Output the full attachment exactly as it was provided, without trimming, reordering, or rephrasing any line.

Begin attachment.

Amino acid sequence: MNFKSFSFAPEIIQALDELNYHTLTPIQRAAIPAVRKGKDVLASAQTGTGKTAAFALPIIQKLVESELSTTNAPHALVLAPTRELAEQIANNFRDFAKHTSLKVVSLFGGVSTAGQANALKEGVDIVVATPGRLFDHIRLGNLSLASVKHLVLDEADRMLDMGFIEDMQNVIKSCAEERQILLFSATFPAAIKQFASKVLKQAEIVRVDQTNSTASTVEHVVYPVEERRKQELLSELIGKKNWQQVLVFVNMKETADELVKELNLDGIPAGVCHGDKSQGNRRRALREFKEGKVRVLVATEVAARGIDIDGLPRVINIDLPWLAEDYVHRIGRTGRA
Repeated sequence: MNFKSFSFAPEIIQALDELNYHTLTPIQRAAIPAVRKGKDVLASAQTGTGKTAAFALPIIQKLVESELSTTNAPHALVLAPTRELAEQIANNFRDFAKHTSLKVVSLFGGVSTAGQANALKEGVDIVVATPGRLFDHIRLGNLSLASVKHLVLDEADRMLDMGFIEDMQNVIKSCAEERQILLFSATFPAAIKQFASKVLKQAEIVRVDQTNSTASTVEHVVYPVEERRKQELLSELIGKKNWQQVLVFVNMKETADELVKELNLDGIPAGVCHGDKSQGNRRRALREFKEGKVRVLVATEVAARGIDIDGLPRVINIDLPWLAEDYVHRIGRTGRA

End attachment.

Amino acid sequence: MNFKSFSFAPEIIQALDELNYHTLTPIQRAAIPAVRKGKDVLASAQTGTGKTAAFALPIIQKLVESELSTTNAPHALVLAPTRELAEQIANNFRDFAKHTSLKVVSLFGGVSTAGQANALKEGVDIVVATPGRLFDHIRLGNLSLASVKHLVLDEADRMLDMGFIEDMQNVIKSCAEERQILLFSATFPAAIKQFASKVLKQAEIVRVDQTNSTASTVEHVVYPVEERRKQELLSELIGKKNWQQVLVFVNMKETADELVKELNLDGIPAGVCHGDKSQGNRRRALREFKEGKVRVLVATEVAARGIDIDGLPRVINIDLPWLAEDYVHRIGRTGRA
Repeated sequence: MNFKSFSFAPEIIQALDELNYHTLTPIQRAAIPAVRKGKDVLASAQTGTGKTAAFALPIIQKLVESELSTTNAPHALVLAPTRELAEQIANNFRDFAKHTSLKVVSLFGGVSTAGQANALKEGVDIVVATPGRLFDHIRLGNLSLASVKHLVLDEADRMLDMGFIEDMQNVIKSCAEERQILLFSATFPAAIKQFASKVLKQAEIVRVDQTNSTASTVEHVVYPVEERRKQELLSELIGKKNWQQVLVFVNMKETADELVKELNLDGIPAGVCHGDKSQGNRRRALREFKEGKVRVLVATEVAARGIDIDGLPRVINIDLPWLAEDYVHRIGRTGRA